To set up a live event, agencies need to designate a few roles: organizer, producer and presenter. The organizer schedules an event and sets up permissions for both the attendees and the event group. The producer manages the event, controlling the live stream and switching between presenters. Presenters share audio, video, a screen, or some combination of the three with the audience. And that can be done on a level as simple as using a personal device with a camera and a microphone, like a laptop. Or it can be scaled up to the level of a professional production, with external apps and equipment like multiple cameras or a media mixer.

And Teams offers interactivity at a level that would be impossible in a live venue. Presenters and participants within an organization can share files, use a digital whiteboard, and access meeting notes. Chat makes Q&A sessions easy for organizers and presenters. And the whole thing can be recorded for later reference or distribution. And most of these features are available before, during and after the meeting.

But it’s also possible to control what people have access to, in case agencies are presenting to an audience that wouldn’t normally have access to agency resources. Different tiers of participation can lock viewers out of any or all of these features except the chat during the presentation. So a public-facing agency could use Teams Live Events to share information with the public and take questions without exposing itself to security risks. Credentialing for these tiers is handled through Azure Active Directory.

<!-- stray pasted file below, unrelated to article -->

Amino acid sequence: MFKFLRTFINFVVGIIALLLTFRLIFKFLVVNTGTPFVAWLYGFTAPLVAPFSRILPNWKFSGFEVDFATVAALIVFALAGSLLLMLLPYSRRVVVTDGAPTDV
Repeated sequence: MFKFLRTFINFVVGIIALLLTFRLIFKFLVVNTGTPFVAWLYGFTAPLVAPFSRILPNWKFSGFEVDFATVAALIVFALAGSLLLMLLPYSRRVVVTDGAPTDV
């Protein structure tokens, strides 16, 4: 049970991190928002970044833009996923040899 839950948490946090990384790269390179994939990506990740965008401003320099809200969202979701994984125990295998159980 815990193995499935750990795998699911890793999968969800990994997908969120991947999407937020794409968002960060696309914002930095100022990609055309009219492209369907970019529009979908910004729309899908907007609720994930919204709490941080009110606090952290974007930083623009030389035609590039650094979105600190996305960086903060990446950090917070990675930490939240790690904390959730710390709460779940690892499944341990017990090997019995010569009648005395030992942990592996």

“When we’re not meeting face to face, and these meetings are taking place remotely, there’s chat, there’s data sharing, and not only do you have confidence that the environment is built with the necessary rigor in order to maintain a safe and secure environment, but also that the individual users that you’re interacting with are actually  the people you think they are, as a result of our high assurance identity capabilities,” Faehl said.

Azure Active Directory provides these capabilities across various platforms, including mobile devices. That starts with two-factor authentication through phone numbers or the authenticator app, and can also use Windows Hello for Business, which is biometric facial recognition software that helps make multi-factor authentication more transparent.

Teams also provides governance controls to IT departments within an organization. That means every agency can set its controls according to its mission and business needs. Some of these controls include how groups are named and classified, who can add people to groups, and who can be added. IT administrators can also control how long content can be retained and accessed, and policies can be applied at the global level, or to specific users.

“Agencies have that choice,” said Rima Reyes, senior program manager for Microsoft Teams Engineering. “We want to empower government agencies to be able to make the choices they need to accomplish their mission.”

 

[1] Extravehicular activity (EVA) – any activity done by an astronaut or cosmonaut outside a spacecraft beyond the Earth’s appreciable atmosphere